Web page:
Warning: this book contains puppies.
From repulsion to attraction: Earth’s magnetic pole reversal has got nothing on my reaction to BDSM! No wonder, the few times I was confronted with people in the lifestyle, it was through sensational TV programs, that displayed it as something from a cabinet of curiosities. I can still recall watching this particularly cringe-worthy documentary as a teen, in which an elderly couple displayed an impressive collection of crops, while their leather, piercings and wrinkled skin contrasted oddly with a porcelain kittens and crocheted doilies filled working-class house. And let’s not forget the voice-over: “During the day Marcel and Dolly work on the assembly line in a toothpaste factory. But at night they wear their kinky harnesses with pride and Marcel gets spanked when he’s been naughty boy”. Didn’t doubt for a second that I would never understand BDSM.
A few years of more nuanced information and tons of excellent BDSM themed books later, I’m happy to say that I not only understand it – more or less – I’m hooked on it. And what a week this has been at Boys in our Books! How awesome that popular authors took their time to explain why BDSM works for them. Lisa Henry was one of those authors and in her post she referred to ‘The Good Boy’.
So I’m not going to beat around the bush here: despite that hypnotizing moment that she described so well in her post, this is my least favorite Lisa Henry to date (not familiar with J.A. Rock’s work YET, so I can’t comment on it). This book is a popular topic of conversation on Goodreads though, with friends both loving it and throwing it aside. Understandable when you consider that this is not a ‘standard’ BDSM book, but one that bravely touches upon puppy play. And although the WOOF factor fell into the acquired taste category, fact is that it loosens the tongues better than alcohol! And I have to say, if there is a book that makes puppy play a completely logical and plausible answer to a given situation, this is it!
The main character in ‘The Good Boy’, rich kid Lane, is viewed as a male version of Paris Hilton by those who know him only from the paparazzi shots. As his parents’ investment company proves to be nothing more than a scam, a shiny bubble that bursts when the glamorous couple runs out of luck, Lane becomes the scapegoat. The party animal that everyone loves to hate. But what if he is a dependent and damaged kid with strong submissive tendencies instead?
Usually, I really enjoy story lines in which a damaged guy is teamed up with the strong, protective, dominant type. Give me a dude that robs the cradle and a strong D/s theme any day, baby! ‘The Good Boy’ offers exactly that: Lane spirals into the gutter, then meets photographer (and Dom) Derek, who pities the pretty young thing. Unfortunately, I had several issues with this book that took a lot of the fun out of it. To mention something, the set up and pacing. The first thing I noticed when I ‘cracked’ open my ebook was the lovely length. But the slow build up, fits and starts, interspersed with a flashback chunk, a sudden miraculous wrap-up and a sugary epilogue, failed to draw me in. Besides, I always love Henry’s MC’s to pieces...until now. Until Lane. My problem with Lane wasn’t that he is a victim. I understand his personality. I get the ‘why’s’. But it was too much for me. Way too much. Again and again, his patheticness was shoveled down my throat (“Please don’t judge me, please don’t reject me, please don’t hurt me”). To a point where I just wanted to lock the weakling up in a bench with the other lap dogs and a baby monitor, down a bottle of wine and run off to dance the night away. And here I thought I was the nurturing type…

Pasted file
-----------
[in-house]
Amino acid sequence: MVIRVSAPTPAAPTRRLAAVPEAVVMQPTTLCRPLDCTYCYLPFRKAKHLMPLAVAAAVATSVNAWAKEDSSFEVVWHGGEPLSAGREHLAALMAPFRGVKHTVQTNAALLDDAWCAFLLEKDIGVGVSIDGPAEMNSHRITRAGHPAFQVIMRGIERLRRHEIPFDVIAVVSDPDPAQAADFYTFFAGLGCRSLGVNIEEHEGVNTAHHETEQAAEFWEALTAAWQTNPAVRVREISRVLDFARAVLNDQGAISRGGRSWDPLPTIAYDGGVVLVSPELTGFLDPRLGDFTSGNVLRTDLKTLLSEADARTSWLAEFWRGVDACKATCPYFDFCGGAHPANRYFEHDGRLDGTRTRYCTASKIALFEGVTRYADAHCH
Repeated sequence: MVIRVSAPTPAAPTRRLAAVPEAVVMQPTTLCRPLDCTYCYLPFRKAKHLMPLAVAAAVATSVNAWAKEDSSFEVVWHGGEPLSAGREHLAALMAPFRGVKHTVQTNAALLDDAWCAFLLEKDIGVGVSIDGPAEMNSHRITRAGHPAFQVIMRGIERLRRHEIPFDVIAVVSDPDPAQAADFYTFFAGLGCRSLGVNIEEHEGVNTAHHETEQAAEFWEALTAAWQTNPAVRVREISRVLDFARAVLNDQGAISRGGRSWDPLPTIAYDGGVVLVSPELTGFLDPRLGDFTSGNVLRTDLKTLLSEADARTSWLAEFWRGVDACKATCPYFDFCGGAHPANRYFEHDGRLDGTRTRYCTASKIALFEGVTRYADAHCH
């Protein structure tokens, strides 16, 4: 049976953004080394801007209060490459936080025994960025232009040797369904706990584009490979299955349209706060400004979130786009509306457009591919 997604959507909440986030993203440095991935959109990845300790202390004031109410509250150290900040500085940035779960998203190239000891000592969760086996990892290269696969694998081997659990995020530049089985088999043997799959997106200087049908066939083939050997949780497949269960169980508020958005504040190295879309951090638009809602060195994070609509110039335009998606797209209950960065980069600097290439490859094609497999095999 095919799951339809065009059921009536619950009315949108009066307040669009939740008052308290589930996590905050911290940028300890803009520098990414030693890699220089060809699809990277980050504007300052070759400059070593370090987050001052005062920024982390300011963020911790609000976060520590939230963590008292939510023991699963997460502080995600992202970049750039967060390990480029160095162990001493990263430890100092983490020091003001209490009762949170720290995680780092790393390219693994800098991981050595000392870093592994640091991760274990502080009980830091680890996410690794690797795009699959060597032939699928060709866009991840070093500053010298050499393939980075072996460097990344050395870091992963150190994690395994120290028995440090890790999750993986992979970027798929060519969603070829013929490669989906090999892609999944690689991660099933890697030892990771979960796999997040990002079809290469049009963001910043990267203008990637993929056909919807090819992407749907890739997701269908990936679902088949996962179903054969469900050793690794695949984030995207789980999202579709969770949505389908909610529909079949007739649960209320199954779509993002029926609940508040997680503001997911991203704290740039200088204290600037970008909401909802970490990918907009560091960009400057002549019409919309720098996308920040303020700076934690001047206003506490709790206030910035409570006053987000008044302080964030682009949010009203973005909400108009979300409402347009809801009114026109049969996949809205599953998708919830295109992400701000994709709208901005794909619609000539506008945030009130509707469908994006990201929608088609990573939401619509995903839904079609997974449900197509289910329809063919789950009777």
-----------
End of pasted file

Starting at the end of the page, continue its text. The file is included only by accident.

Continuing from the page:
Luckily there’s always still the puppy play. Considering Lane’s personality, it’s not difficult to grasp why pretending to be a dog is a cathartic experience for him. And it’s true that there are few things more beautiful than seeing someone overcome embarrassment, ego and political correct behavior… to watch him peel off all those layers, give it all up and offer himself to another person. The power, vulnerability and trust, mixed with eroticism: I find it intoxicating. It never fails to make me catch my breath. With ‘The Good Boy’, I experienced flashes of this, but never the level of intensity I prefer. The reasons: puppy play is not my kink (YMMV), I didn’t feel any chemistry between the MC’s, and their sex scenes either felt like a chore rather than a passionate exchange or were cock-blocked by Derek’s endless reassurances to a fretting Lane. It’s worrisome when others mention that Lane only had chemistry with a shy dog called Andy. It’s worse when you find that you can’t disagree with them.
Does this mean that this book is a miss? Not at all! It’s intriguing enough. Especially if you’re interested in understanding puppy play or love reading about wounded souls. But if you haven’t tried anything Henry before, I’d recommend starting with one of her other works first.